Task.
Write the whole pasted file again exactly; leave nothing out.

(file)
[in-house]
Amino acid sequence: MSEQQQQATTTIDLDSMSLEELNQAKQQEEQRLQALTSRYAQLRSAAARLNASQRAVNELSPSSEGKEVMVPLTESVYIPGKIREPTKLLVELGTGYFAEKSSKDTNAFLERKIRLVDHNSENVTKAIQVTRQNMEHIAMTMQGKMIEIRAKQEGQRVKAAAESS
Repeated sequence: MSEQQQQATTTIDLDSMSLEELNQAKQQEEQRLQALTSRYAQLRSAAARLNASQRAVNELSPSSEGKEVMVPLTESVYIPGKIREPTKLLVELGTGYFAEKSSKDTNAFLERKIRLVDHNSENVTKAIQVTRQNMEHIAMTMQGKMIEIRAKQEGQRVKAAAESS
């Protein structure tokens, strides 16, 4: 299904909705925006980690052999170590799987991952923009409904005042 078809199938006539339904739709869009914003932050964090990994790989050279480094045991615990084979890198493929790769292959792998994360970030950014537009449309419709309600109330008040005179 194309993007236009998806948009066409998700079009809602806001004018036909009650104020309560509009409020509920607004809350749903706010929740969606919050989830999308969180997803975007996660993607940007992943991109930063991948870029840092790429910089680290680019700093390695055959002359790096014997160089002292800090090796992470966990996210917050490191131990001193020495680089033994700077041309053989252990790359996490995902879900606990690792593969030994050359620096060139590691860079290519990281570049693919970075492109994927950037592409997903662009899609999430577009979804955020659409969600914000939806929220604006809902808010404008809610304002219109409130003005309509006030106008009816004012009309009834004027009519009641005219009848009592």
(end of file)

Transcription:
[in-house]
Amino acid sequence: MSEQQQQATTTIDLDSMSLEELNQAKQQEEQRLQALTSRYAQLRSAAARLNASQRAVNELSPSSEGKEVMVPLTESVYIPGKIREPTKLLVELGTGYFAEKSSKDTNAFLERKIRLVDHNSENVTKAIQVTRQNMEHIAMTMQGKMIEIRAKQEGQRVKAAAESS
Repeated sequence: MSEQQQQATTTIDLDSMSLEELNQAKQQEEQRLQALTSRYAQLRSAAARLNASQRAVNELSPSSEGKEVMVPLTESVYIPGKIREPTKLLVELGTGYFAEKSSKDTNAFLERKIRLVDHNSENVTKAIQVTRQNMEHIAMTMQGKMIEIRAKQEGQRVKAAAESS
């Protein structure tokens, strides 16, 4: 299904909705925006980690052999170590799987991952923009409904005042 078809199938006539339904739709869009914003932050964090990994790989050279480094045991615990084979890198493929790769292959792998994360970030950014537009449309419709309600109330008040005179 194309993007236009998806948009066409998700079009809602806001004018036909009650104020309560509009409020509920607004809350749903706010929740969606919050989830999308969180997803975007996660993607940007992943991109930063991948870029840092790429910089680290680019700093390695055959002359790096014997160089002292800090090796992470966990996210917050490191131990001193020495680089033994700077041309053989252990790359996490995902879900606990690792593969030994050359620096060139590691860079290519990281570049693919970075492109994927950037592409997903662009899609999430577009979804955020659409969600914000939806929220604006809902808010404008809610304002219109409130003005309509006030106008009816004012009309009834004027009519009641005219009848009592």